Human clones could be on their way. In a previous Odyssey webpost – All Brothers Under The Skin – I talked about the downside of cloning, which seems to be the inevitable way forward for genetic engineering of humans if they are to survive on other planets. There could be serious consequences for the future of the human race.
The idea of cloning has occasionally featured in science fiction, usually when there’s a need to explain the rapid production of large numbers of genetically identical people for some reason. Famously, a clone army is developed from the genetic template of the bounty hunter Jango Fett to fight for the Republic in the second Star Wars film Attack of the Clones, though using someone rather unpleasant as the basis for cloning might solve one’s immediate crisis but store up additional problems for the future. Naomi Mitchison’s 1975 novel Solution Three envisages a future where the whole population develops as the clones of a new Adam and Eve.
However, in 1965, Theodore Thomas and Kate Wilhelm wrote a science fiction novel based on the traditional dictionary definition of a clone – an aggregate of organisms descended by asexual reproduction from a single individual. In The Clone, which was nominated for a Nebula Award, there is just one amorphous creature which grows consistently and seeks voraciously to absorb other organisms, including humans, into its structure. Fortunately, our heroes find a way to stop it, but the clone originally developed from an accidental combination of the complex chemicals and materials used in modern industrial society.
The idea of the danger from an utterly alien being which seeks to assimilate us, possibly without limit, is a frequent threat in science fiction. We see it back in the 1953 BBC television series The Quatermass Experiment, where rapid transformation of humans into a plant-like creature could end all life on Earth. The same fear undoubtedly underlies the concept of the Borg in Star Trek.
The home-grown variety of this threat is another consistent theme in science fiction – as we continue to create, and experiment with, new biological techniques, there’s an inevitable risk that we might be stepping just a bit too far into the unknown. Mary Shelley’s Frankenstein from 1818 may well be the precursor to the regular storyline of the created thing destroying its creator.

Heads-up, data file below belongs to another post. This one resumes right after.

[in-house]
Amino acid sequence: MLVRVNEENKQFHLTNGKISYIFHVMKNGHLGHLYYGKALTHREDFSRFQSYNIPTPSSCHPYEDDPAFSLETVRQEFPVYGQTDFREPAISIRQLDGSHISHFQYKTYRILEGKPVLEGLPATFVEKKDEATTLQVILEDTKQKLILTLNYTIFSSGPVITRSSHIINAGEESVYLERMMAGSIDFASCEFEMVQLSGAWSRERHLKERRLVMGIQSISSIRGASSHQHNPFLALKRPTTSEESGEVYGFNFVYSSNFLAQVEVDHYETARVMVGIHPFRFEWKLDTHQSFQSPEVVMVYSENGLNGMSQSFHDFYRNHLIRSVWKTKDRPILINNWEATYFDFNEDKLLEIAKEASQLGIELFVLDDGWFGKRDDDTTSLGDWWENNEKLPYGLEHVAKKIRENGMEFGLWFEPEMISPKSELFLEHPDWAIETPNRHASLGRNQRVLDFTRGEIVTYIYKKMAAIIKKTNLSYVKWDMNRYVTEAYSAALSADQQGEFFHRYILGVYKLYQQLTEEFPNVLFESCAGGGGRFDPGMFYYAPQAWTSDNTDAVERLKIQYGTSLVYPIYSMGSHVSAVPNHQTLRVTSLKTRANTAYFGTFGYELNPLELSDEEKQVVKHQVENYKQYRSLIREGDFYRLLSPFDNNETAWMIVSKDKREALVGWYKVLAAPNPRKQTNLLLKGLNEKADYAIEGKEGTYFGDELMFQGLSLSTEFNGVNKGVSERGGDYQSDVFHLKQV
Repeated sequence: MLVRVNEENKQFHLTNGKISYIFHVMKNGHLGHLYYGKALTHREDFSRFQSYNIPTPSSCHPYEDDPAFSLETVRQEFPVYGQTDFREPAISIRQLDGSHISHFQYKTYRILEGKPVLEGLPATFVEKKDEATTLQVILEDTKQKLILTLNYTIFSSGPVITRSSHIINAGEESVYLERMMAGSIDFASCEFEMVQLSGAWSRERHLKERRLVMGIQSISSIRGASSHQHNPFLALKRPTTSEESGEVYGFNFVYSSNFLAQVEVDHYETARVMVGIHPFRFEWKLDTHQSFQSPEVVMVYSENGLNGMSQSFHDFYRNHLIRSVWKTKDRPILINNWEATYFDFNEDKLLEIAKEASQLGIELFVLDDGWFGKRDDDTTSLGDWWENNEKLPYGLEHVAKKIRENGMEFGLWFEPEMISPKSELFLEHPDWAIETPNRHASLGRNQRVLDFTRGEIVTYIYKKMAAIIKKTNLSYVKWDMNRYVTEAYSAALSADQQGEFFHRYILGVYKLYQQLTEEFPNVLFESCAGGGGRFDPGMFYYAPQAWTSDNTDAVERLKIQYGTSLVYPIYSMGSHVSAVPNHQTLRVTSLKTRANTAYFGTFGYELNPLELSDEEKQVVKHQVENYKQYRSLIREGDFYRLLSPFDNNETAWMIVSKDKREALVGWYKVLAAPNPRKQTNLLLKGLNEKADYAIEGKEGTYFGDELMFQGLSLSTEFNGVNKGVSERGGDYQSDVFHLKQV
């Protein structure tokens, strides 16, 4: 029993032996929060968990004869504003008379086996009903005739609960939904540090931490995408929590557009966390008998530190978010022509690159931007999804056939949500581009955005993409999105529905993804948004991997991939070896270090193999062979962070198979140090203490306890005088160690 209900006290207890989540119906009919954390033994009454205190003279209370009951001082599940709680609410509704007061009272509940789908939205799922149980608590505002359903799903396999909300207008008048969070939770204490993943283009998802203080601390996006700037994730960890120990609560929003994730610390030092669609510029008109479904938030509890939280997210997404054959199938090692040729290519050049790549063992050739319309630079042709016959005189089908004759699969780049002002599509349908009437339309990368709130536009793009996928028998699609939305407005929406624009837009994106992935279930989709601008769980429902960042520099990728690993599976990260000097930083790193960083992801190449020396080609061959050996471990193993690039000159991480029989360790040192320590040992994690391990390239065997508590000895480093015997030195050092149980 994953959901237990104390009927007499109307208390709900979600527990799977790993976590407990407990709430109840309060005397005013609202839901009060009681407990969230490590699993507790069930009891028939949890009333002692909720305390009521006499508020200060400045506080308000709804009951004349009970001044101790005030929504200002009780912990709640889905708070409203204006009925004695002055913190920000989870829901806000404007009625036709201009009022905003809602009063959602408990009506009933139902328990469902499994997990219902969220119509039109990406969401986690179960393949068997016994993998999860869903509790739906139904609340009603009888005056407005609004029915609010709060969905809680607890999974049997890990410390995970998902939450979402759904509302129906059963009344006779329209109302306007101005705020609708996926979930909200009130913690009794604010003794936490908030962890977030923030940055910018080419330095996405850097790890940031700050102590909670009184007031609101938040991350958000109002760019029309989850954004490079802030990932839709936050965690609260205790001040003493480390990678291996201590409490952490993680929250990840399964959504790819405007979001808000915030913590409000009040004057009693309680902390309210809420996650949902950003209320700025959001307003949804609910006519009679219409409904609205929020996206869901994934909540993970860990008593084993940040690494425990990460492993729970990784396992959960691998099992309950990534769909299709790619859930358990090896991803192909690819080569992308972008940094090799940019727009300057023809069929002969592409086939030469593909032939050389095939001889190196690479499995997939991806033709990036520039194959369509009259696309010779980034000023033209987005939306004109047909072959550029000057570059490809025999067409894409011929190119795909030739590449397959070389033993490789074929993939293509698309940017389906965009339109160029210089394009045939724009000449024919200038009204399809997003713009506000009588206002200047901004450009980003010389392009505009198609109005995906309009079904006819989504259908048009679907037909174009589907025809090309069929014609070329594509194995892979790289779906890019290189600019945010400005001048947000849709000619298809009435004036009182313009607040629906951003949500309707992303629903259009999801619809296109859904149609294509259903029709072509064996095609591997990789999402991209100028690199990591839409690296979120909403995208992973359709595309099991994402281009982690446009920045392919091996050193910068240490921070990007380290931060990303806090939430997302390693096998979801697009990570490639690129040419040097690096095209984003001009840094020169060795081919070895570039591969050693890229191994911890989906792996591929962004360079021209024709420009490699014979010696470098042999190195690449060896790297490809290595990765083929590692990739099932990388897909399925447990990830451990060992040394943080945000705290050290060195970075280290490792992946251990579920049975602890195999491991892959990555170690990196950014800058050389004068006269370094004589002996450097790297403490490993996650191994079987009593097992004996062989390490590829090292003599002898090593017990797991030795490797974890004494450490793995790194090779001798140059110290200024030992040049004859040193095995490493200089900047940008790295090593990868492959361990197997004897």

And deliberate changes to life-forms, including humans, thereby altering the basis on which they successfully evolved over the aeons, will always carry a risk. The theme underlies Robert Louis Stevenson’s Strange Case of Dr Jekyll and Mr Hyde from 1886 – the well-known disastrous attempt to change the human psyche through science – and HG Wells’ 1896 novel The Island of Dr Moreau, where human-like beings are created from animals.
The key message is that the result might not always be what one expects, and precautions based on experiences so far might not be adequate to prevent it. Our creations may turn out to be not as user-friendly as we intended. In Spencer Lane’s 1938 story Niedbalski’s Mutant, a scientist speeds up plant evolution through causing a rapid succession of generations in a short period, with the unexpected result of achieving plant sentience. And then the plant starts to communicate with him.
There’s an underlying feeling that the problem with any experimentation on the living world may be the potential unleashing of something which cannot be restrained despite all the preparations that seemed like a good idea at the time. In changing the structure of any organism, including, one day, humans, perhaps you can never be entirely sure where the process will stop.
Richard Hayes, Assistant Editor (Odyssey)